Caring Daughter or Murder Suspect?

If you're a friend or family member of a hospice patient, you could be facing a murder charge. That's the not-so-subtle message that Pennsylvania Attorney General Kathleen Kane is sending to dying patients and their families.
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If you're a friend or family member of a hospice patient, you could be facing a murder charge. That's the not-so-subtle message that Pennsylvania Attorney General Kathleen Kane is sending to dying patients and their families, described in the July 31 online edition of the Philadelphia Inquirer. So be warned.

Barbara Mancini didn't have the benefit of a warning back in February when she was caring for her father, Joe Yourshaw. No one told her that she might be charged with murder. And now one can only imagine that she's having second thoughts about being a dutiful daughter.

Yourshaw was 93 years old and lived in Pottstown, a small city on the outskirts of Philadelphia. He was dying of multiple medical problems and didn't want any more aggressive treatment. That's why he enrolled in hospice. Yourshaw's goal, apparently, was to live the rest of his life in his own home, with as much comfort and dignity as he could.

And it seems that his daughter Barbara was helping him to do just that. She's a nurse, and so she assisted with his medications and his personal care. In short, she did what she could to make sure that Yourshaw was able to live out the rest of his life on his own terms. She was doing exactly what we hope our friends and family members will do for us when we're nearing the end of life.

Then things changed.

On Feb. 7, Yourshaw apparently asked his daughter to hand him his prescription bottle of morphine, which she did. The details of what happened next aren't known yet, but Yourshaw's hospice nurse arrived on the scene shortly thereafter. She concluded that Barbara had helped her father try to end his own life.

Police were called, and Yourshaw was transferred to the hospital. Hospitals, remember, are where patients generally receive exactly the sorts of aggressive treatment that Yourshaw probably didn't want. That is, hospitals are exactly the sorts of places that people enroll in hospice to avoid.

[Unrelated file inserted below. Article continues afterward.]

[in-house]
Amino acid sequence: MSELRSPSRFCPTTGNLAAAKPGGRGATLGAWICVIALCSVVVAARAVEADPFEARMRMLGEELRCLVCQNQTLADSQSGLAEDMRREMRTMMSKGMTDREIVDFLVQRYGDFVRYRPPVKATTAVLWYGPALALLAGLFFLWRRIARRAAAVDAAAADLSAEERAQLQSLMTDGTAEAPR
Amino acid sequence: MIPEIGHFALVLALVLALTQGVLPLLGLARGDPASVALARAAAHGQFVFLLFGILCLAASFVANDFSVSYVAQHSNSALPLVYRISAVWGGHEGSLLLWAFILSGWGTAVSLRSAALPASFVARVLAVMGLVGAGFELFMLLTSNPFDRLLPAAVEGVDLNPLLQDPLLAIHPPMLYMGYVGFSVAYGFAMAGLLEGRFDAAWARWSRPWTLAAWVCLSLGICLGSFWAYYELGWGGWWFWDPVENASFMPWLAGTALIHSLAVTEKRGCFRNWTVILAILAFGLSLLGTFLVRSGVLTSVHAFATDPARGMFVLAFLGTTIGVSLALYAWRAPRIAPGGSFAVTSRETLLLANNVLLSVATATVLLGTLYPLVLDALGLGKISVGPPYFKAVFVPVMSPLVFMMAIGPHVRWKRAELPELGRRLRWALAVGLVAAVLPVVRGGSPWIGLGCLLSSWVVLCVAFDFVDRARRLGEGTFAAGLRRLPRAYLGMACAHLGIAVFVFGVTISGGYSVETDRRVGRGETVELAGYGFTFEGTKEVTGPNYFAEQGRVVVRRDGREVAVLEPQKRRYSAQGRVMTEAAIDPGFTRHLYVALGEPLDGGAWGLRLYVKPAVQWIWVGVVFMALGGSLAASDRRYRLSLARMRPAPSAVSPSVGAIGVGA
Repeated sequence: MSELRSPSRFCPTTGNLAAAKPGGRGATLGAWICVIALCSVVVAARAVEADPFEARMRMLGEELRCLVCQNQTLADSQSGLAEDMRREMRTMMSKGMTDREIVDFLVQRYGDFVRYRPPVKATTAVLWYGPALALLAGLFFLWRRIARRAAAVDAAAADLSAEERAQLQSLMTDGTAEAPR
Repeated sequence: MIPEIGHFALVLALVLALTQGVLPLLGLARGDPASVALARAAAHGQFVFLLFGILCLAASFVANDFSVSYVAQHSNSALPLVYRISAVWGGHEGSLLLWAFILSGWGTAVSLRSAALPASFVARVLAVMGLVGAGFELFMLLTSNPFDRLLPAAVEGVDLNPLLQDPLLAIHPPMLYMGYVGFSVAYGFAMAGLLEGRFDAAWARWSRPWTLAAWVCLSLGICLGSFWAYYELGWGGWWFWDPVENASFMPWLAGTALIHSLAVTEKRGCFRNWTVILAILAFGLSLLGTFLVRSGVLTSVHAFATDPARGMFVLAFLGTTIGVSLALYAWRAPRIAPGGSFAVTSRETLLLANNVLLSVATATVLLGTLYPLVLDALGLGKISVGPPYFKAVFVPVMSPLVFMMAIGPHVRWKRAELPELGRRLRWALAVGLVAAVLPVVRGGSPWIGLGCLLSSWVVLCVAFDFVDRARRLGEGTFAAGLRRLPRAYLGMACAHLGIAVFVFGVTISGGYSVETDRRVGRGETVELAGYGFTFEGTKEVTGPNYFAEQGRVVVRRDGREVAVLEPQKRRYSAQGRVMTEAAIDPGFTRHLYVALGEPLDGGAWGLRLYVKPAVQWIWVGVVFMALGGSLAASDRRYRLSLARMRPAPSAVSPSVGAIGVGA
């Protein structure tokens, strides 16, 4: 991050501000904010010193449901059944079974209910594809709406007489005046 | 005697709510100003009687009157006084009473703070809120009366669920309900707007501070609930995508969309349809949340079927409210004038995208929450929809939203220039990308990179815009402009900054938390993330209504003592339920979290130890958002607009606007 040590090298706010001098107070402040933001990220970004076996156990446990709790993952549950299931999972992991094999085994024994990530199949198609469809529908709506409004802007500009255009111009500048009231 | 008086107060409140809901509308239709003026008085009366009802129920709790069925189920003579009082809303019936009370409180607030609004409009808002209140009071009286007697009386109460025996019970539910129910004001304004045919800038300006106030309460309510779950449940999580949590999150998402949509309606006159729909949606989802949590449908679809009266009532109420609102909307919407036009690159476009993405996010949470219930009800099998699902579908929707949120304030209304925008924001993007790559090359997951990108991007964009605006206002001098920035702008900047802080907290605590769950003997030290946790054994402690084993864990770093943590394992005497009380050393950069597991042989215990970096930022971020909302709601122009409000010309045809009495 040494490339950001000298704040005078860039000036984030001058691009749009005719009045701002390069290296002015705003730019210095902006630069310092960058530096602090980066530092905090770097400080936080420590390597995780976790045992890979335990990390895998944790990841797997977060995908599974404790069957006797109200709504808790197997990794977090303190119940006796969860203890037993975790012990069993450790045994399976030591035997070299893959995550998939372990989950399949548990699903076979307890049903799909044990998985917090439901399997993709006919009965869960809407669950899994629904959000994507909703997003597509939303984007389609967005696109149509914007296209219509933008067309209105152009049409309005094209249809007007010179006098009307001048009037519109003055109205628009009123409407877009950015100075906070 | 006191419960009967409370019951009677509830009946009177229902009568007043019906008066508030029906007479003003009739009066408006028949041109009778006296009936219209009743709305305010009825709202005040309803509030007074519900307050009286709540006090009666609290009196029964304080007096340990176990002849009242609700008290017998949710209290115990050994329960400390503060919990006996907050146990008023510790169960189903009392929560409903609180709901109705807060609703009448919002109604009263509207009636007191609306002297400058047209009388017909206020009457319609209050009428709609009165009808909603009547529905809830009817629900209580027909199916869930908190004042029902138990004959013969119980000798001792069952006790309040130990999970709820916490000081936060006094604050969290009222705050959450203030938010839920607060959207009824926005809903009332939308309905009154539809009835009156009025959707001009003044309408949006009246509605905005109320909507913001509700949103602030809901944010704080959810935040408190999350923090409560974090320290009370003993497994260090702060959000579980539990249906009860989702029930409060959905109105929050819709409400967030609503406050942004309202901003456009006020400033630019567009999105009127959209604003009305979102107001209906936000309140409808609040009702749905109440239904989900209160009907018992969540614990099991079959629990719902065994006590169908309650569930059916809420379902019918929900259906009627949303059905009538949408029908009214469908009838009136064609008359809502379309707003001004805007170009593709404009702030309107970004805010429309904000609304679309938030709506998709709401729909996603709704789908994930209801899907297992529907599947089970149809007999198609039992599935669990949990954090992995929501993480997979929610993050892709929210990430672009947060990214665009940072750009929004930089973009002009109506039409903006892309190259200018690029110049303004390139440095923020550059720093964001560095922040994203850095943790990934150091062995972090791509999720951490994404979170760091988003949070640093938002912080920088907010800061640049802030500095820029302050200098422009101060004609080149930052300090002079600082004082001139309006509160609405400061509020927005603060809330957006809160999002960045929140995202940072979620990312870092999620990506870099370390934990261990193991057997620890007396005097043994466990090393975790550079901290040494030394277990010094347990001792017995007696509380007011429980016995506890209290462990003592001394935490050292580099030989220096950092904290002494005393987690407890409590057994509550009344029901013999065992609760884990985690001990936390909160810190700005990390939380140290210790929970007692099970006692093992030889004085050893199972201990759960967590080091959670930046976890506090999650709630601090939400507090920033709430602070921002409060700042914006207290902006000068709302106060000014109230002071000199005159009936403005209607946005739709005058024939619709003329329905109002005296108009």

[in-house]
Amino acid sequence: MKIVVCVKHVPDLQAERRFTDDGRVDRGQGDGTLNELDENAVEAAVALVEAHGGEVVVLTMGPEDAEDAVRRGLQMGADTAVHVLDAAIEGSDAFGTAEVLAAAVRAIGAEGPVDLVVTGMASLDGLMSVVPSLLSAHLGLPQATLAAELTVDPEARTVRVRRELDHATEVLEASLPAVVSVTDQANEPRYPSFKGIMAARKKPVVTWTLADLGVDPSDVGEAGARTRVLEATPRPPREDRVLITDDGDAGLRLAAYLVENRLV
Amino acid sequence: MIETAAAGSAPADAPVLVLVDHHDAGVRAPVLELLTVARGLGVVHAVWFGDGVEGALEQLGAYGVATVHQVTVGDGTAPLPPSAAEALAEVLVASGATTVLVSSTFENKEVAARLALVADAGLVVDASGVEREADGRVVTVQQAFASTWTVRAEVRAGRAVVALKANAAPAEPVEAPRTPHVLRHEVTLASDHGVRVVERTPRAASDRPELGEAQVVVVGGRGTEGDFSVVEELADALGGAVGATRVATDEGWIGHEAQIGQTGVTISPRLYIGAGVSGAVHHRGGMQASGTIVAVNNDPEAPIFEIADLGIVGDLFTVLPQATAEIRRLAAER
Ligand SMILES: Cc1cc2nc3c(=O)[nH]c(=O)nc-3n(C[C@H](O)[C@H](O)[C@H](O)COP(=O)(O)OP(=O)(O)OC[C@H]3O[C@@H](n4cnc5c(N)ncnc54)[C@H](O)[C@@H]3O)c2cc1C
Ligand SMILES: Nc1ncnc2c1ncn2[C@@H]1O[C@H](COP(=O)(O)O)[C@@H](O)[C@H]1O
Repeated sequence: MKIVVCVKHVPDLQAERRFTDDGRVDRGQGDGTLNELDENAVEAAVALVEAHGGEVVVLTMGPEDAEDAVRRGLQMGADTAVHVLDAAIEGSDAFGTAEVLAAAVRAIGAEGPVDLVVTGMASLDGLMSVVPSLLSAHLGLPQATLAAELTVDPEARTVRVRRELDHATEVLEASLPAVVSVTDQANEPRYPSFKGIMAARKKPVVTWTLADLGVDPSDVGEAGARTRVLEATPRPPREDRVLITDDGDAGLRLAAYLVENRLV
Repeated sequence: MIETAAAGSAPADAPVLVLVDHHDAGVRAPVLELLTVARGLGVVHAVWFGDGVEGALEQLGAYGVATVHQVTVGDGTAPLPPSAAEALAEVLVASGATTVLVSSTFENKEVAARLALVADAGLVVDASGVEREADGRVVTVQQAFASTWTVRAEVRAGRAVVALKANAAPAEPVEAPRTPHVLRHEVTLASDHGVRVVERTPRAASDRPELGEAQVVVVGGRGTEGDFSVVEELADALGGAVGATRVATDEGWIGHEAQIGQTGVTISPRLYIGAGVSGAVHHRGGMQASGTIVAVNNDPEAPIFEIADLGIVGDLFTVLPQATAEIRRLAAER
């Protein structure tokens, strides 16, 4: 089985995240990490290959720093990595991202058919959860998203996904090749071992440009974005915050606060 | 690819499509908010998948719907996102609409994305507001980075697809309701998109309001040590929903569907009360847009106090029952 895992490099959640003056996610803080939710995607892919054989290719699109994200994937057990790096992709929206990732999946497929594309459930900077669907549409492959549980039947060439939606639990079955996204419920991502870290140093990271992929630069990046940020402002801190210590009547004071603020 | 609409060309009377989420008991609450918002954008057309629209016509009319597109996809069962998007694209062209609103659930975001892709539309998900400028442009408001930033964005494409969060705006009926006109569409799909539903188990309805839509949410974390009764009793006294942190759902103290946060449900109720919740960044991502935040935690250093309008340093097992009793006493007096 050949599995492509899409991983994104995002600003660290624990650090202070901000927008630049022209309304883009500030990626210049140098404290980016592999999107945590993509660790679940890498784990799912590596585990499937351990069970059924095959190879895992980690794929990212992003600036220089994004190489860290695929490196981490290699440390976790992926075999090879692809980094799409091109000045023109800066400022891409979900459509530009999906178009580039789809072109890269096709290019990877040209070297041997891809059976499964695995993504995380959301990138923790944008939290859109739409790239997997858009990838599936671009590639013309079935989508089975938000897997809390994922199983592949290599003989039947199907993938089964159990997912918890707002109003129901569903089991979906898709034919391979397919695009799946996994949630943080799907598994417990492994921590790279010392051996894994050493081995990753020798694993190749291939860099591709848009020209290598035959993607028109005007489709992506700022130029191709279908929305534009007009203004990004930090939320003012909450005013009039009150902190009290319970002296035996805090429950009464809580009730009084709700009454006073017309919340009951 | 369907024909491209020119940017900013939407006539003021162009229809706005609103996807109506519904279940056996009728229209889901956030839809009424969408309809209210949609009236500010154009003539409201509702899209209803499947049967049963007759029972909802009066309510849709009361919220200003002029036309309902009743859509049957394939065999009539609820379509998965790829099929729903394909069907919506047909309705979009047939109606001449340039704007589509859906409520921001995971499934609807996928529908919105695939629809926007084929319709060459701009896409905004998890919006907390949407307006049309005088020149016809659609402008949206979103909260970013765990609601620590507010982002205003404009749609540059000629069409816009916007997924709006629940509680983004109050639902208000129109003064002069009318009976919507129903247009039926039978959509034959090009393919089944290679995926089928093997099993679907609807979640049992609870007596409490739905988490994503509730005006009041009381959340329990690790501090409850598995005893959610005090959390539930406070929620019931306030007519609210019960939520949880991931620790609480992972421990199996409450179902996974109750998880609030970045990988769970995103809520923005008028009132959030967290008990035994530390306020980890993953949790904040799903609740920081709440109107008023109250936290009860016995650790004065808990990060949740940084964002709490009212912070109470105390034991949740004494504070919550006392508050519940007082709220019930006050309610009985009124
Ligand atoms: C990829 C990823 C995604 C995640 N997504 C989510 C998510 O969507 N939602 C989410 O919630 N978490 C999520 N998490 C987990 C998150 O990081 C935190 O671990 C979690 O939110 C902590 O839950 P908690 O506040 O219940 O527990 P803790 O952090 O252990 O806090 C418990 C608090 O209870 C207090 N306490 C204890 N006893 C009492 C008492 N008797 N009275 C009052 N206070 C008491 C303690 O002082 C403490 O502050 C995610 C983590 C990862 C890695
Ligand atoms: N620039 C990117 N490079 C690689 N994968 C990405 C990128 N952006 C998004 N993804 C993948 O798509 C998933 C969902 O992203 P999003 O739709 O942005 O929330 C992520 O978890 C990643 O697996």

We don't know what treatment Yourshaw received at that hospital. But we do know that it didn't work. At least, not for long. Yourshaw died four days later.

Now Barbara Mancini is being charged with murder for... what, exactly? For handing her dying father a bottle of pills that were appropriately prescribed and legally obtained? For being a good caregiver? For being a dutiful daughter?

I'm a hospice doctor in Philadelphia, and already I'm starting to get queries from patients and their families who have read the headlines about Joe Yourshaw's death. They want to know whether this could happen to them. And they want to know what they can do to avoid it.

I wouldn't be surprised if, over the next couple of weeks, some of my patients stop taking the opioid drugs like morphine that control their pain. They don't want to suffer unnecessarily, of course. But neither do they want to be the cause of sending a family member to prison.

Many of my patients already feel that they're a burden to their families. They're worried about the stress that their families are under, and they worry about their finances. Now, apparently, they need to worry that their husbands and wives and daughters will end up facing murder charges. That's just one more worry to place on the shoulders of people who are dying.

Of course, in most situations it's illegal to help someone end his or her own life. (The exception is under very specific circumstances that are defined by assisted suicide laws in states like Oregon.) But it's also morally wrong to withhold medication like morphine that is needed to treat pain and other forms of physical suffering.

So is Barbara Mancini a criminal? Or is she a good daughter? And, more to the point, do we really want a state Attorney General's office deciding how families should care for their loved ones? If we do, then perhaps the staff of the Attorney General's office could roll up their sleeves and help out. For instance, right now I'm taking care of an elderly man whose wife is too small and frail to move him out of bed. She relies on nurses and home health aides, but I'm sure she'd appreciate some extra help. So perhaps the Attorney General's office could send a couple of people out to give her a hand?

Of course there are details of Yourshaw's story that we don't know, and indeed that we'll never know. Perhaps there was more that what's being shared publicly. Perhaps Barbara Mancini really is a murderer.

But I doubt it. I take care of many patients like Joe Yourshaw. And I meet many loyal, caring family members like Barbara Mancini. These are people who are doing their best to cope with the emotional and physical and spiritual challenges of dealing with a serious, fatal illness. Family members in particular, find themselves thrown into a caregiving role without much warning, training, or guidance. And so they do the best they can.

I'm guessing that's what Barbara Mancini did. She did the best she could. And now there seems to be a good chance she's going to wind up in prison.

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